managemnet company strategy managemanet 4 Actions CEOs Should Be Taking to Drive Growth With Their Ecosystem Strategy

4 Actions CEOs Should Be Taking to Drive Growth With Their Ecosystem Strategy

4 Actions CEOs Should Be Taking to Drive Growth With Their Ecosystem Strategy post thumbnail image

By Jeff Wray and Greg Sarafin

To maintain market leadership, CEOs seeking to accelerate innovation in their organizations often find themselves at a crossroads: They must decide whether to build, buy, or partner. In response, more and more CEOs are adopting ecosystem business models—and with good reason.

Ecosystems account for an average of 13.7% of the annual revenue of organizations that use at least one ecosystem business model, according to a recent EY study, as well as driving 12.9% of the reduction in cost and generate 13.3% of incremental revenue. Beyond the numbers, the ecosystem offers organizations clear benefits, such as greater access to technical capabilities, talent and assets.

Despite these benefits, however, ecosystem business models can be contractual, logistical, and commercially complex, with structures that are often unclear to new participants. These challenges increase for CEOs who are uncomfortable being in a partnership arrangement where they cannot sit in the driver’s seat.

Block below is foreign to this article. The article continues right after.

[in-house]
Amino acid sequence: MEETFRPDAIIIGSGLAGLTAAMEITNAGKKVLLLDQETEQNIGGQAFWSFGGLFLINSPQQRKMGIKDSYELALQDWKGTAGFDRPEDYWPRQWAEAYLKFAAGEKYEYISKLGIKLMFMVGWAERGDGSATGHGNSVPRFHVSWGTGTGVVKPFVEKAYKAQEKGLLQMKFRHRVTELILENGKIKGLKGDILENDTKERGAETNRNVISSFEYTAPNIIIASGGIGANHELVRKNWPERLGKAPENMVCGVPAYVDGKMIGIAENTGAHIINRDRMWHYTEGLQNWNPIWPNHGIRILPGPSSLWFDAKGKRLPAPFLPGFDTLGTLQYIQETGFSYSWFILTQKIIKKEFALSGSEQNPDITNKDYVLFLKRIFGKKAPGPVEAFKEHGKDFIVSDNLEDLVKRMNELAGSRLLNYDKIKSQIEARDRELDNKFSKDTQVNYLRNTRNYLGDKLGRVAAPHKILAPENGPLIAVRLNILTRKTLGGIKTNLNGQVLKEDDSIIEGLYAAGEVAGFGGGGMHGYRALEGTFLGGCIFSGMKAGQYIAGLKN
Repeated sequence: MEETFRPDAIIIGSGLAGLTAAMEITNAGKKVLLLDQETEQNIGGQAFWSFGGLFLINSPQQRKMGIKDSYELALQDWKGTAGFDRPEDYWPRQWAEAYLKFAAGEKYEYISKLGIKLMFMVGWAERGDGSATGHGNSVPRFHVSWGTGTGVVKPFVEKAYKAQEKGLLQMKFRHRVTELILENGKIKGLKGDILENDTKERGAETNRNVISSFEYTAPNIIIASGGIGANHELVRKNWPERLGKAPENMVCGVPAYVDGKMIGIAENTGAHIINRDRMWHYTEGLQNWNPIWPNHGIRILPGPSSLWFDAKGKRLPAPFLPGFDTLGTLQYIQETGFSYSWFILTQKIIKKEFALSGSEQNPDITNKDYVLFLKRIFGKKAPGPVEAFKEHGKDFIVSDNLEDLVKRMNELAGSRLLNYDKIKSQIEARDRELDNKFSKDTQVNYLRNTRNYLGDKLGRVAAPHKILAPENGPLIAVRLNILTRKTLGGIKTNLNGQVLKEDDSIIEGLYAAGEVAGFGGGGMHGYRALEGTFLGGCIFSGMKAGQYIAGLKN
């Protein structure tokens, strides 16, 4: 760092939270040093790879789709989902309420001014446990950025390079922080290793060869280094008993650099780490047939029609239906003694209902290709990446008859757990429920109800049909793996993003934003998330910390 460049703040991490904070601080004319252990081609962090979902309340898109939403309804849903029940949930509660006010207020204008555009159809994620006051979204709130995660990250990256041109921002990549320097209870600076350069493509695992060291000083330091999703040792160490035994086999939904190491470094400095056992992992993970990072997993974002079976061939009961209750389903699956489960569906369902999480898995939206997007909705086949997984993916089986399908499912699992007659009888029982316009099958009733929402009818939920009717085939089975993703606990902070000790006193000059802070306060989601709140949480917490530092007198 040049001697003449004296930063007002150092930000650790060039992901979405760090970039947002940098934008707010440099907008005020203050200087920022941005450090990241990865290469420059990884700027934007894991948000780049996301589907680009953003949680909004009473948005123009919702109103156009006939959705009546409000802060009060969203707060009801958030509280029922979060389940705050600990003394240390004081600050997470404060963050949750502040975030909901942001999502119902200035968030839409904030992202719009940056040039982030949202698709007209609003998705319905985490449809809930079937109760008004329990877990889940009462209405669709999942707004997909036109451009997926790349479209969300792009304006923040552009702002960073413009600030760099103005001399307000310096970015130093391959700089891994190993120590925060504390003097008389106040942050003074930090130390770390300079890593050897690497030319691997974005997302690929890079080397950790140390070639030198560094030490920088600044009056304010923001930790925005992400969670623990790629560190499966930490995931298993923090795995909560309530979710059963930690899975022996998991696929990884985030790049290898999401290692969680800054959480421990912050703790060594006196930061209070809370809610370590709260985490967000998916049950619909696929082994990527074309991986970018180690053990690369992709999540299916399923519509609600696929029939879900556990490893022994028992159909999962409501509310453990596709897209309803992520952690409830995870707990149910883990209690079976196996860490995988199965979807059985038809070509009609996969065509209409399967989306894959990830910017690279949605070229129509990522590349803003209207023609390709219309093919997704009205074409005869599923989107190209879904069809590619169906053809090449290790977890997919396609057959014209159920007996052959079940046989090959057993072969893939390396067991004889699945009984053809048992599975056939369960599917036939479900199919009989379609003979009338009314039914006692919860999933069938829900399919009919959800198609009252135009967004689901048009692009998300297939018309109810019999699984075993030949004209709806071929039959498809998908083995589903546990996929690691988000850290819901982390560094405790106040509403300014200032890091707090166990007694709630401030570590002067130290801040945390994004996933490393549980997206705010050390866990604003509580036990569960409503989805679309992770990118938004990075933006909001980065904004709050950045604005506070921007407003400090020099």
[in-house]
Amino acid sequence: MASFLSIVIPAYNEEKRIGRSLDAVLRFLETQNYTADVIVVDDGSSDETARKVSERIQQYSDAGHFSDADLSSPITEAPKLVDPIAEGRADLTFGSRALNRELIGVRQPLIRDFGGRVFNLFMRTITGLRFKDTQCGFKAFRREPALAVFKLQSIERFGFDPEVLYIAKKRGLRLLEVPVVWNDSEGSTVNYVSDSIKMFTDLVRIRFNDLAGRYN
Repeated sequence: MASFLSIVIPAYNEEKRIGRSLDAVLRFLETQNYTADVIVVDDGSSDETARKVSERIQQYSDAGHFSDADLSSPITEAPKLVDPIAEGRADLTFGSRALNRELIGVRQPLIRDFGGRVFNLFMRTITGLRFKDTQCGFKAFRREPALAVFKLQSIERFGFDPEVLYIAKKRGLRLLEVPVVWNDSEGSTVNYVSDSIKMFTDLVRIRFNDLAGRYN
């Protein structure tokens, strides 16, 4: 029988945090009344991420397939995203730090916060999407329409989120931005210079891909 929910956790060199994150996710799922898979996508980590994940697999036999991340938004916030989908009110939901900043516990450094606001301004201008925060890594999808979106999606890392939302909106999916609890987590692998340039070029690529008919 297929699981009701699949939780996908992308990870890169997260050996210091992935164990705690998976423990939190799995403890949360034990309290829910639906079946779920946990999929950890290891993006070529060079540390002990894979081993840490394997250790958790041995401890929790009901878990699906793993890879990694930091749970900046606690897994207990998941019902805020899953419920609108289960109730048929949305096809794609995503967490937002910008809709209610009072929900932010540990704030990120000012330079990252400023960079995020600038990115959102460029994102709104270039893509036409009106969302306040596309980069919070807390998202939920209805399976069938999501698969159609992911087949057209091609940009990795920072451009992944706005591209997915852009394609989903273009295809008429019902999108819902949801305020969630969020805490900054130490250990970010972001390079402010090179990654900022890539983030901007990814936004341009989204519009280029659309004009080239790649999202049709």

The real questions CEOs should be asking themselves are:

  • Are we ready for a change in thinking?
  • Can we hand over control, trust to our partners within a defined ecosystem business model?
  • Are we ready to share the limelight to gain the greater benefits of a shared value?

Many types of ecosystems

Organizations looking to access new growth opportunities using the ecosystem approach, as opposed to building it themselves or buying a company, need to identify the “right” ecosystem with right arrangements and right participants for the business goals they are trying to achieve.

Three in seven business models for ecosystem value creation are the orchestrated markets of large technology companies; setups that allow competitors with different footprints to join forces, such as airline-loyalty alliances; and value-chain integration, such as Insurwave, a blockchain-based shipping insurance ecosystem built together with the EY organization and other collaborators.

Ecosystem benefits

Building, buying, and partnering are not necessarily the same thing. Ecosystems are powerful for organizations testing new waters, as they offer a relatively safe environment for experimentation with limited financial commitments. Organizations can also use ecosystems as a pipeline development strategy in conjunction with mergers and acquisitions.

Ecosystems are about more than revenue growth by accessing new growth opportunities. They allow companies to grow their multiples due to the capital and effective way they can access these opportunities using the expertise of their ecosystem partners. Ecosystems generate incremental revenue of ~12.9% and enable cost reductions of ~12.9%, according to the EY Ecosystem study.

Barriers to an ecosystem mindset